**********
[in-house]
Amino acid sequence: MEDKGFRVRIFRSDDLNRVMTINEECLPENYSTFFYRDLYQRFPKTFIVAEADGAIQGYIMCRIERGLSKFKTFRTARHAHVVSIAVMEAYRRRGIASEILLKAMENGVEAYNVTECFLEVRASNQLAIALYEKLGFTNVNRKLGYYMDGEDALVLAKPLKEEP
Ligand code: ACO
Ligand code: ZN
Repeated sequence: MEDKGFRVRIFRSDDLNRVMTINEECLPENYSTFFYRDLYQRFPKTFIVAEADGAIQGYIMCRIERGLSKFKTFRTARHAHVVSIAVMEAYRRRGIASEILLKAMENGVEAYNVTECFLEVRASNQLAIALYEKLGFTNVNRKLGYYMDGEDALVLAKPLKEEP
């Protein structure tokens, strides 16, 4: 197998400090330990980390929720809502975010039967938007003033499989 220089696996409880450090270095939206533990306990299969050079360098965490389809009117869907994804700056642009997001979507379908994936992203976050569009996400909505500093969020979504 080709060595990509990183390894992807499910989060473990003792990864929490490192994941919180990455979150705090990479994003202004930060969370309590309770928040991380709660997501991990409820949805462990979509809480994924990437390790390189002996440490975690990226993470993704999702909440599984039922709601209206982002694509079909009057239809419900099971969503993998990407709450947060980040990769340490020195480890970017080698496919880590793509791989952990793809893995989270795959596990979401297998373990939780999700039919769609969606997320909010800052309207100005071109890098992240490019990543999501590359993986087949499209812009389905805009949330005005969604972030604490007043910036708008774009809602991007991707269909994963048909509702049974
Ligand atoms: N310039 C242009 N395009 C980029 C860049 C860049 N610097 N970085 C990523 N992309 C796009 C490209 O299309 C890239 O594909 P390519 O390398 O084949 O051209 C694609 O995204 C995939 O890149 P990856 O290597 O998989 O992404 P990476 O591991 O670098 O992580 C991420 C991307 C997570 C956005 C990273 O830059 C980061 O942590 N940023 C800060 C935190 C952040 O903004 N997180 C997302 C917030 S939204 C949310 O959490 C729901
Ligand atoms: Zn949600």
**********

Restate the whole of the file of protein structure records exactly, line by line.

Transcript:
[in-house]
Amino acid sequence: MEDKGFRVRIFRSDDLNRVMTINEECLPENYSTFFYRDLYQRFPKTFIVAEADGAIQGYIMCRIERGLSKFKTFRTARHAHVVSIAVMEAYRRRGIASEILLKAMENGVEAYNVTECFLEVRASNQLAIALYEKLGFTNVNRKLGYYMDGEDALVLAKPLKEEP
Ligand code: ACO
Ligand code: ZN
Repeated sequence: MEDKGFRVRIFRSDDLNRVMTINEECLPENYSTFFYRDLYQRFPKTFIVAEADGAIQGYIMCRIERGLSKFKTFRTARHAHVVSIAVMEAYRRRGIASEILLKAMENGVEAYNVTECFLEVRASNQLAIALYEKLGFTNVNRKLGYYMDGEDALVLAKPLKEEP
């Protein structure tokens, strides 16, 4: 197998400090330990980390929720809502975010039967938007003033499989 220089696996409880450090270095939206533990306990299969050079360098965490389809009117869907994804700056642009997001979507379908994936992203976050569009996400909505500093969020979504 080709060595990509990183390894992807499910989060473990003792990864929490490192994941919180990455979150705090990479994003202004930060969370309590309770928040991380709660997501991990409820949805462990979509809480994924990437390790390189002996440490975690990226993470993704999702909440599984039922709601209206982002694509079909009057239809419900099971969503993998990407709450947060980040990769340490020195480890970017080698496919880590793509791989952990793809893995989270795959596990979401297998373990939780999700039919769609969606997320909010800052309207100005071109890098992240490019990543999501590359993986087949499209812009389905805009949330005005969604972030604490007043910036708008774009809602991007991707269909994963048909509702049974
Ligand atoms: N310039 C242009 N395009 C980029 C860049 C860049 N610097 N970085 C990523 N992309 C796009 C490209 O299309 C890239 O594909 P390519 O390398 O084949 O051209 C694609 O995204 C995939 O890149 P990856 O290597 O998989 O992404 P990476 O591991 O670098 O992580 C991420 C991307 C997570 C956005 C990273 O830059 C980061 O942590 N940023 C800060 C935190 C952040 O903004 N997180 C997302 C917030 S939204 C949310 O959490 C729901
Ligand atoms: Zn949600």